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Volume 3 / Issue 2 / Winter 2016 Military Operations TJOMO.com

Page 11

The Journal has seen a steady drumbeat of debate regarding ‘The

Operational’ (be it the level, the art or both), addressing what it

might be and its utility. Those who sound the clarion call of the

dangers of an expansionist concept have some valid warnings, but

they also may be throwing the baby out with the bathwater.

Those who oppose The Operational, from differing perspectives,

provide criticisms that are focused on three main areas. First, that it

is a poorly expressed and confusing idea and that by imposing itself

as an intermediate (and ever-growing) level of warfare, it hinders

rather than supports the linking of strategy and tactics. Second,

that The Operational’s utility depends upon the context in which is

conceived and that context is no longer relevant. Finally, that it offers

superficial clarity and simplicity but is actually a confused logic that

has been misapplied and has spawned a host of processes and

approaches.

An over-weaning but not invalid concept?

These criticisms are either true or they suggest an area of risk we

need to consider. So from the perspec-tive of someone who has no

fundamental issue with The Operational, where does the concept

risk being unhelpful to the prosecution of effective military activity?

I suggest that they centre on two areas: the military mind and the

worship of the past.

Military mindsets seem to favour taking an idea or abstraction,

turning it into very detailed doctrine and then requiring a dogmatic

approach to utilizing it. We have taken The Operational and made it

a rigid set of mental (and for staffs, physical) hoops to jump though.

We also demand that abstractions are ap-plied; in this case it is a

desire to force a separate operational level of command into our

structures be-cause the doctrine says so in a diagram or definition

rather than a need. This is unwarranted and possi-bly dangerous.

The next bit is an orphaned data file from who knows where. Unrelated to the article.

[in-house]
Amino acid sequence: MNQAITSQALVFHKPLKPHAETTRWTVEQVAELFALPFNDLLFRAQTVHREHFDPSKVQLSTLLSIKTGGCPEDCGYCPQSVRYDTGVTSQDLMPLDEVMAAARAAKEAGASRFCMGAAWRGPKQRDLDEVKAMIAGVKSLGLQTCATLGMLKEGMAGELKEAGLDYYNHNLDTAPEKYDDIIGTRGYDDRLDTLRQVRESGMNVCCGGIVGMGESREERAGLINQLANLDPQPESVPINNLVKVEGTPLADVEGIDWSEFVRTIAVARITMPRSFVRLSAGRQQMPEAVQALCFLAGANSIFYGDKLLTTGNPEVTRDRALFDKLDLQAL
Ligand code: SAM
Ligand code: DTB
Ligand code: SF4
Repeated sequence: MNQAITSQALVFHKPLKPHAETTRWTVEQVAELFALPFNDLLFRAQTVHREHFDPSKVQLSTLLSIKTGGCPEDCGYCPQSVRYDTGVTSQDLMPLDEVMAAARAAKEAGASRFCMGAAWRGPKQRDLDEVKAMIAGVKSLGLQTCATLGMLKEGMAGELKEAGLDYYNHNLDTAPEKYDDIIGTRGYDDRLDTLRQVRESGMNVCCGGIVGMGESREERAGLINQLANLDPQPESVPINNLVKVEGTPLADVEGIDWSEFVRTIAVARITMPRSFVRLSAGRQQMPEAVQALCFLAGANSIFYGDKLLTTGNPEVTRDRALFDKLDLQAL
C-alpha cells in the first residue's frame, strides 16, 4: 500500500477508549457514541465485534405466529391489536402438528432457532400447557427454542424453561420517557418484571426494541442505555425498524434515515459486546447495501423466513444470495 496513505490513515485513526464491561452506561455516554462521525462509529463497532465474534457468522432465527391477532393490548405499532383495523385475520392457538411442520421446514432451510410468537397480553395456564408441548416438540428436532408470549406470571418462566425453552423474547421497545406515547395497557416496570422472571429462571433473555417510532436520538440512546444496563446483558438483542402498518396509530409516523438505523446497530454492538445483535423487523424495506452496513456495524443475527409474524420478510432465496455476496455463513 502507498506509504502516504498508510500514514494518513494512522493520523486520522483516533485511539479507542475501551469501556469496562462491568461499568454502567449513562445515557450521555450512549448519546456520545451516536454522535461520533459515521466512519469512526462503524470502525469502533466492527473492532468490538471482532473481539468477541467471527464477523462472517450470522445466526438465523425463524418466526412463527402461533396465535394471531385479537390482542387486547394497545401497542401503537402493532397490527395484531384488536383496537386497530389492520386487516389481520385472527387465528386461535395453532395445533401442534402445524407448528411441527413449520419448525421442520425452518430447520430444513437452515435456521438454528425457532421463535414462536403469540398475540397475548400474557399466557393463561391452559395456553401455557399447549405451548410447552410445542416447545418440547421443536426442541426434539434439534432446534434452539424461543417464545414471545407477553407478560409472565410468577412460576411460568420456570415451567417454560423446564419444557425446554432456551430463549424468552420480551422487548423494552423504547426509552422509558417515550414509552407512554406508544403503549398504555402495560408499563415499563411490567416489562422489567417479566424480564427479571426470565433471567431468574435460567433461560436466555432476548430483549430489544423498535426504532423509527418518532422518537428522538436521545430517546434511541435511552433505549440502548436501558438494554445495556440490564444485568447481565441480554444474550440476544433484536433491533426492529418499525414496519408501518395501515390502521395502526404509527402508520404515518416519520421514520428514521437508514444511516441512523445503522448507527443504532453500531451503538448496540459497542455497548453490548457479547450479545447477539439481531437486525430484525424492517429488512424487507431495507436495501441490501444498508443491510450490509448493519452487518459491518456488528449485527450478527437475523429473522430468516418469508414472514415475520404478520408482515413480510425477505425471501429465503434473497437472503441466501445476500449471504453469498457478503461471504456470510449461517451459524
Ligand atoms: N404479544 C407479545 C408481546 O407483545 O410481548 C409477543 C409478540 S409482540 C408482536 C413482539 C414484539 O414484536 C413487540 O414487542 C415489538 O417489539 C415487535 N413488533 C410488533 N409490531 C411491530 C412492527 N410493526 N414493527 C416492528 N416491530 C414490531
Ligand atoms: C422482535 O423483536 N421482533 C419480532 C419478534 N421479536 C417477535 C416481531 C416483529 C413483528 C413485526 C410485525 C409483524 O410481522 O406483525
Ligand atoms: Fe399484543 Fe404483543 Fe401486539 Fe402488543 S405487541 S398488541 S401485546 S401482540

There is also potentially no end to how far a military mind is willing

to take this dogmat-ic approach, going as far as the replacement

of basic building blocks of activity with shining new edi-fices.

Operational Art and Operational Design are just normal military

command and staff activity but you would not know that from the

reams written on these alleged bespoke activities. While it may be

true that every commander and HQ will have a particular set of

nuances, context and procedures, mak-ing up new terms for age-old

activity strikes of empire-building.

The study of history is an important tool in learning but we should

be inspired by the past, not become its prisoners. When we do,

it shows in two ways: we re-prove that ‘preparing to fight the last

war’ is more than a hackneyed phrase or instead, we clad our

supposedly new idea in the armour of historical legitimacy by linking

it to past success. For example, operational thinking on the Eastern

Front of WW2 does not in itself justify its use now. An idea born of

any era is likely to age and lose some rele-vance. The Operational,

as the West knows it, is a child of the 1980s and in some ways

this shows. It struggles in the light of 24-hour media influence, civil-

military integration, the scale and reach of global communications

and societal demands to be involved in military decision-making.

These would have been a struggle to comprehend or forecast thirty

years ago but all of these point to a close linkage of the strategic

and tactical levels.

Steve Cornell

To cite this Article:

Cornell, Steve, “The Operational: As Valid And As Dangerous As Any Other Abstraction”,

Military Operations

, Volume 3, Issue No. 2, Winter 2016, pages 11-13.

The Operational: As Valid And As Dangerous As

Any Other Abstraction